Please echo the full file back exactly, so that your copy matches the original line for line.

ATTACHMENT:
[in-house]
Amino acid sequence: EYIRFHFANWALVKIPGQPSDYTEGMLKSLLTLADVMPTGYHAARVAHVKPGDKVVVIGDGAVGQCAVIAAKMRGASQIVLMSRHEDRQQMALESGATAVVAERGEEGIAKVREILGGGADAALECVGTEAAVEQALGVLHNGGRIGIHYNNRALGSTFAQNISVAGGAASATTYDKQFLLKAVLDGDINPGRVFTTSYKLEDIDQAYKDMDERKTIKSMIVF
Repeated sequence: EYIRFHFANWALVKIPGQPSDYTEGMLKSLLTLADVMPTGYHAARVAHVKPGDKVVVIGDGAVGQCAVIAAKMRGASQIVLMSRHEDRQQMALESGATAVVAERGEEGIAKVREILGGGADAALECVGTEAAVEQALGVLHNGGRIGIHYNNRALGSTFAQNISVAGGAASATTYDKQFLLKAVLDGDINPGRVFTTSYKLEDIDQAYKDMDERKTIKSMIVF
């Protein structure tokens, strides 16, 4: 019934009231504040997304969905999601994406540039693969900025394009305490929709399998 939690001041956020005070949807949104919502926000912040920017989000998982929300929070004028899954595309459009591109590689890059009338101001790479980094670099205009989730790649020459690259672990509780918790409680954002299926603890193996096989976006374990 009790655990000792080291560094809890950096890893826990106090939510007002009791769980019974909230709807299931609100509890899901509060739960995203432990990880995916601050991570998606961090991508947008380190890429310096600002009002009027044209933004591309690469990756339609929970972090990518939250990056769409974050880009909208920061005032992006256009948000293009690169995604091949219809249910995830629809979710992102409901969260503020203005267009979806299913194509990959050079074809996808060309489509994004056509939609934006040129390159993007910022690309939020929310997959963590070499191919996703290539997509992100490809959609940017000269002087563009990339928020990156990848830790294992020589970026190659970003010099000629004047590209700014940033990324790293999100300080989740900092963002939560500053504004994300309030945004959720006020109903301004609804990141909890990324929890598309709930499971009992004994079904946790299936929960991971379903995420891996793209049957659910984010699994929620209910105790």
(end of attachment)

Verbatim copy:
[in-house]
Amino acid sequence: EYIRFHFANWALVKIPGQPSDYTEGMLKSLLTLADVMPTGYHAARVAHVKPGDKVVVIGDGAVGQCAVIAAKMRGASQIVLMSRHEDRQQMALESGATAVVAERGEEGIAKVREILGGGADAALECVGTEAAVEQALGVLHNGGRIGIHYNNRALGSTFAQNISVAGGAASATTYDKQFLLKAVLDGDINPGRVFTTSYKLEDIDQAYKDMDERKTIKSMIVF
Repeated sequence: EYIRFHFANWALVKIPGQPSDYTEGMLKSLLTLADVMPTGYHAARVAHVKPGDKVVVIGDGAVGQCAVIAAKMRGASQIVLMSRHEDRQQMALESGATAVVAERGEEGIAKVREILGGGADAALECVGTEAAVEQALGVLHNGGRIGIHYNNRALGSTFAQNISVAGGAASATTYDKQFLLKAVLDGDINPGRVFTTSYKLEDIDQAYKDMDERKTIKSMIVF
């Protein structure tokens, strides 16, 4: 019934009231504040997304969905999601994406540039693969900025394009305490929709399998 939690001041956020005070949807949104919502926000912040920017989000998982929300929070004028899954595309459009591109590689890059009338101001790479980094670099205009989730790649020459690259672990509780918790409680954002299926603890193996096989976006374990 009790655990000792080291560094809890950096890893826990106090939510007002009791769980019974909230709807299931609100509890899901509060739960995203432990990880995916601050991570998606961090991508947008380190890429310096600002009002009027044209933004591309690469990756339609929970972090990518939250990056769409974050880009909208920061005032992006256009948000293009690169995604091949219809249910995830629809979710992102409901969260503020203005267009979806299913194509990959050079074809996808060309489509994004056509939609934006040129390159993007910022690309939020929310997959963590070499191919996703290539997509992100490809959609940017000269002087563009990339928020990156990848830790294992020589970026190659970003010099000629004047590209700014940033990324790293999100300080989740900092963002939560500053504004994300309030945004959720006020109903301004609804990141909890990324929890598309709930499971009992004994079904946790299936929960991971379903995420891996793209049957659910984010699994929620209910105790």